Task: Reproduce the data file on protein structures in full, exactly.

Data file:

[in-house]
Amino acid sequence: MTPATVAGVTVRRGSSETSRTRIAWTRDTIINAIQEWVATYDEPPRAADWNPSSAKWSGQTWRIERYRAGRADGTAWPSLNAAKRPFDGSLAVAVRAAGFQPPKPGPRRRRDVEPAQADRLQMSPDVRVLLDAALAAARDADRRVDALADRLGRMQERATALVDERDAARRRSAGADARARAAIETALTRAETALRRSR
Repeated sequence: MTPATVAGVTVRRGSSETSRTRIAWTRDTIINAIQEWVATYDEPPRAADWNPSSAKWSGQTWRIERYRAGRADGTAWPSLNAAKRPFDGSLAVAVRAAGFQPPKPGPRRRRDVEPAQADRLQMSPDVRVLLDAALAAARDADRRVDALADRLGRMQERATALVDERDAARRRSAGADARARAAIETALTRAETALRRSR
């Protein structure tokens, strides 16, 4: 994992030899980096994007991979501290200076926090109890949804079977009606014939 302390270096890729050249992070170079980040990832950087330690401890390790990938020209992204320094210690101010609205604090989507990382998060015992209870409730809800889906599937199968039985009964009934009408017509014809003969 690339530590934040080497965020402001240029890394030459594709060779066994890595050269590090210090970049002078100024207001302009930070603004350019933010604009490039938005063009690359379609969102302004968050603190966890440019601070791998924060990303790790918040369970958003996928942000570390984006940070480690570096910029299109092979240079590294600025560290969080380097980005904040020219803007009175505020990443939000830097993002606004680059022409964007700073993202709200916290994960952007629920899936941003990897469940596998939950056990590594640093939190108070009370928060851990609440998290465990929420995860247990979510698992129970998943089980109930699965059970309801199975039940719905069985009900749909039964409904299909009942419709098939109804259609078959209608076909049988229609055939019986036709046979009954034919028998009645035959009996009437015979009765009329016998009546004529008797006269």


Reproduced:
[in-house]
Amino acid sequence: MTPATVAGVTVRRGSSETSRTRIAWTRDTIINAIQEWVATYDEPPRAADWNPSSAKWSGQTWRIERYRAGRADGTAWPSLNAAKRPFDGSLAVAVRAAGFQPPKPGPRRRRDVEPAQADRLQMSPDVRVLLDAALAAARDADRRVDALADRLGRMQERATALVDERDAARRRSAGADARARAAIETALTRAETALRRSR
Repeated sequence: MTPATVAGVTVRRGSSETSRTRIAWTRDTIINAIQEWVATYDEPPRAADWNPSSAKWSGQTWRIERYRAGRADGTAWPSLNAAKRPFDGSLAVAVRAAGFQPPKPGPRRRRDVEPAQADRLQMSPDVRVLLDAALAAARDADRRVDALADRLGRMQERATALVDERDAARRRSAGADARARAAIETALTRAETALRRSR
């Protein structure tokens, strides 16, 4: 994992030899980096994007991979501290200076926090109890949804079977009606014939 302390270096890729050249992070170079980040990832950087330690401890390790990938020209992204320094210690101010609205604090989507990382998060015992209870409730809800889906599937199968039985009964009934009408017509014809003969 690339530590934040080497965020402001240029890394030459594709060779066994890595050269590090210090970049002078100024207001302009930070603004350019933010604009490039938005063009690359379609969102302004968050603190966890440019601070791998924060990303790790918040369970958003996928942000570390984006940070480690570096910029299109092979240079590294600025560290969080380097980005904040020219803007009175505020990443939000830097993002606004680059022409964007700073993202709200916290994960952007629920899936941003990897469940596998939950056990590594640093939190108070009370928060851990609440998290465990929420995860247990979510698992129970998943089980109930699965059970309801199975039940719905069985009900749909039964409904299909009942419709098939109804259609078959209608076909049988229609055939019986036709046979009954034919028998009645035959009996009437015979009765009329016998009546004529008797006269």